“Church land has enormous potential for serving God by helping restore nature, cut carbon and ministering to the local community, so we are delighted to support these awards to inspire and encourage churches to fully include their land as part of their mission”
    Andy Atkins, CEO, A Rocha UK

  • Green Journey, Congregation and community action award sponsor; Action on a Shoestring award sponsor
    “Green Journey is proud to sponsor the Congregation and Community Action and Action on a Shoestring categories at the Church Times Awards. Our mission to guide churches towards sustainability perfectly aligns with these awards, showcasing innovative and efficient environmental practices within church communities. Celebrating congregations that effectively combine resource conservation with impactful community engagement, we’re inspired to further support the journey towards a sustainable future for all.”
    Craig Hogg, head of Green Journey

  • Stewardship, Green Champion award sponsor
    “Stewardship is delighted to be sponsoring the Green Church award. As part of our commitment to reducing our carbon footprint, we have achieved Planet Mark accreditation. We are keen too to encourage our many church and charity partners to consider how they can consider their impact on the planet. We also support those causes working specifically for the environment by signposting our donors to a special platform of dedicated content and resources that we call ‘Creation Care’. We recognise there are many passionately committed individuals who are making a significant contribution to caring for our planet, so we very much look forward to honouring those nominated for this award and showcasing the winner.”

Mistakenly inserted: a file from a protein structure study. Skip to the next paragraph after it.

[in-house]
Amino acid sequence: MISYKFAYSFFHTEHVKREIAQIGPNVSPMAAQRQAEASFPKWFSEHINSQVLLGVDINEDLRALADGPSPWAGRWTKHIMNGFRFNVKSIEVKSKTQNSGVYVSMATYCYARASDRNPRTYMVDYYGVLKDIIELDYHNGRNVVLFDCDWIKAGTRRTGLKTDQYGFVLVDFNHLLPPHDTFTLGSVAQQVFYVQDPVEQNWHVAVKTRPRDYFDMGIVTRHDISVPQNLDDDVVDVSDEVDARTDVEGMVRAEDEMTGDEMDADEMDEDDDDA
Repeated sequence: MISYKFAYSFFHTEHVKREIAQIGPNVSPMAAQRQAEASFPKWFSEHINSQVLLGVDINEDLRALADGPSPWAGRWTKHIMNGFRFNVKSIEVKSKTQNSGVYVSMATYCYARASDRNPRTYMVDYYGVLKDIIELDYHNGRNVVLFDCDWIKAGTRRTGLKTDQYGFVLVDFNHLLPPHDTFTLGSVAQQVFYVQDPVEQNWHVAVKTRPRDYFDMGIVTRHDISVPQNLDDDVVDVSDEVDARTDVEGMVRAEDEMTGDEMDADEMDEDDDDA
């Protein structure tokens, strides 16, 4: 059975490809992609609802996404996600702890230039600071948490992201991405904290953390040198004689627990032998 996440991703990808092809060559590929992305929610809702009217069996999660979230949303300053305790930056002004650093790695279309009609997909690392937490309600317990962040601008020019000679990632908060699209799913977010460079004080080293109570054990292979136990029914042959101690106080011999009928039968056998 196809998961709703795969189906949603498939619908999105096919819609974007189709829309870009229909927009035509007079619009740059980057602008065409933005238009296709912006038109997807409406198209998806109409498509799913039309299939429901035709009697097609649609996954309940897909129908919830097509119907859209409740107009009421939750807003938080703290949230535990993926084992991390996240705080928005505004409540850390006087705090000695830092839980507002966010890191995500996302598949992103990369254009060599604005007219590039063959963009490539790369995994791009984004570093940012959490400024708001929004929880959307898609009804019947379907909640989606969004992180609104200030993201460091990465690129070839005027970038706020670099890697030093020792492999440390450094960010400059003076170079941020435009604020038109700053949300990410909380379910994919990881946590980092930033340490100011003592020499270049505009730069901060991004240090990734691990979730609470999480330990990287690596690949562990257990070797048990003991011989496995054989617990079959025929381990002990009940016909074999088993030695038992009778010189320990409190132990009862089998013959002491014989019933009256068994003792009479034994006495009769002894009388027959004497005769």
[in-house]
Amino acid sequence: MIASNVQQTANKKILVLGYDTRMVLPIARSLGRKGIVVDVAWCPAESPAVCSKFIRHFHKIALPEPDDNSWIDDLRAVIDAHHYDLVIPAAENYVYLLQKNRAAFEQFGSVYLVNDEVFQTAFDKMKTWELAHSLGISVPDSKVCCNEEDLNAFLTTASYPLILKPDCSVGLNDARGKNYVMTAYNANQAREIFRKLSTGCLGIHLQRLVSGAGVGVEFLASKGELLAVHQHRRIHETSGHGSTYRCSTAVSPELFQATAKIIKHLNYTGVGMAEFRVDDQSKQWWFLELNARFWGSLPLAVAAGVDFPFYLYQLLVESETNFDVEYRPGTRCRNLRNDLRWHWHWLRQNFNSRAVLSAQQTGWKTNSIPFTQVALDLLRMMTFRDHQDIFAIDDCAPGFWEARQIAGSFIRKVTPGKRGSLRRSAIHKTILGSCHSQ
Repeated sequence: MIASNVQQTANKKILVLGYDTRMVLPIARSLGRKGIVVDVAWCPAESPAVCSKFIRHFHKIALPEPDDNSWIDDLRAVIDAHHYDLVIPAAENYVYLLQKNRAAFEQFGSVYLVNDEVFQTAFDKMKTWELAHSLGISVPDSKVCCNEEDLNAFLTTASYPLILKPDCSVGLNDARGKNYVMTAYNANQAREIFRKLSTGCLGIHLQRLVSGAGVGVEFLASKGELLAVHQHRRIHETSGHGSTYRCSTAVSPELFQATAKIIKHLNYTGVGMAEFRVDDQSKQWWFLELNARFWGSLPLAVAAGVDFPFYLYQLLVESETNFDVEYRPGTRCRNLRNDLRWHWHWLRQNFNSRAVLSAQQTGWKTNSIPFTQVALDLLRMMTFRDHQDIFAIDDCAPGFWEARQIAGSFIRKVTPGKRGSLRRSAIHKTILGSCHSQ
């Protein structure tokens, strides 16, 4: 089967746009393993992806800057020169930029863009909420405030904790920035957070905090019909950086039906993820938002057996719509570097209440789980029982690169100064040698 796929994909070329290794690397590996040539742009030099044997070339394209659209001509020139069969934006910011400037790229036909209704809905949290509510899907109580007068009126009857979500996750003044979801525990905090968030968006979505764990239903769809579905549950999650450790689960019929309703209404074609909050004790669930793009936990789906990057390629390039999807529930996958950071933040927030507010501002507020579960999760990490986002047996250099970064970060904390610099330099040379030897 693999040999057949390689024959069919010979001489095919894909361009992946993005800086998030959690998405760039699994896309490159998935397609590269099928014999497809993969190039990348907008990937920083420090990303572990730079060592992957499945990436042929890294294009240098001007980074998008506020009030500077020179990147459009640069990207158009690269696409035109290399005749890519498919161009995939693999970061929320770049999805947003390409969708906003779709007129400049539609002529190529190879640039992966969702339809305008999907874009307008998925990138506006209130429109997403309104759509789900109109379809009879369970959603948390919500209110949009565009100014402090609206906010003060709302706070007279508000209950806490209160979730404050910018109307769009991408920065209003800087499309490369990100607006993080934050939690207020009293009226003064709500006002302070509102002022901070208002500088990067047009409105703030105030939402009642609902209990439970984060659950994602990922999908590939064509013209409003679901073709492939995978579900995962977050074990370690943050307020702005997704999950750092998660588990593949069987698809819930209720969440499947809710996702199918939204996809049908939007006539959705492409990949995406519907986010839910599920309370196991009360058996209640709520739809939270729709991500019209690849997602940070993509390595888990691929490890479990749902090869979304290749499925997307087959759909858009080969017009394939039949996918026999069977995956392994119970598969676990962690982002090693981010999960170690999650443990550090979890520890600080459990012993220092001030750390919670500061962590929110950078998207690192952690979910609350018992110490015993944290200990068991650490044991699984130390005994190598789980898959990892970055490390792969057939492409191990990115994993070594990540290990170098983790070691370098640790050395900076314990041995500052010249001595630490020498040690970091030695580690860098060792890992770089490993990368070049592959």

Janie Oliver, CEO, Stewardship

  • BRF Ministries (Messy Church), Education and Training award sponsor
    “Messy Church has been a trailblazer in mission and we are passionate that Christian faith is lived out with respect to care for creation.
    “Education and training are the heart of understanding the problems of climate emergency. Messy Church Goes Wild, our initiative to help church address our environmental responsibilities, offers people of all ages the chance to take their part in changing behaviours and attitudes, providing the opportunity to encounter God through nature. As it is Messy Church, we believe education and training should be fun and tactile, while exploring the wonders of God’s world and the important role we play in it.

    “These awards raise awareness of the urgency of climate change but give churches an opportunity to respond positively to the challenges. The more we can share our experiences and care for God’s world around us, the greater the impact.”
    Aike Kennett-Brown, Messy Church Lead for BRF Ministries

  • The Conservation Foundation, Green Health award sponsor
    “We are delighted that the Green health awards are continuing to encourage churches and faith organisations to use their space to bring the benefits of nature to help mind, body and spirit. ‘Faith space’ is often the only green lung in a community, and it can help to improve lives in many ways. I very much hope that we can encourage both existing and new projects through these awards.”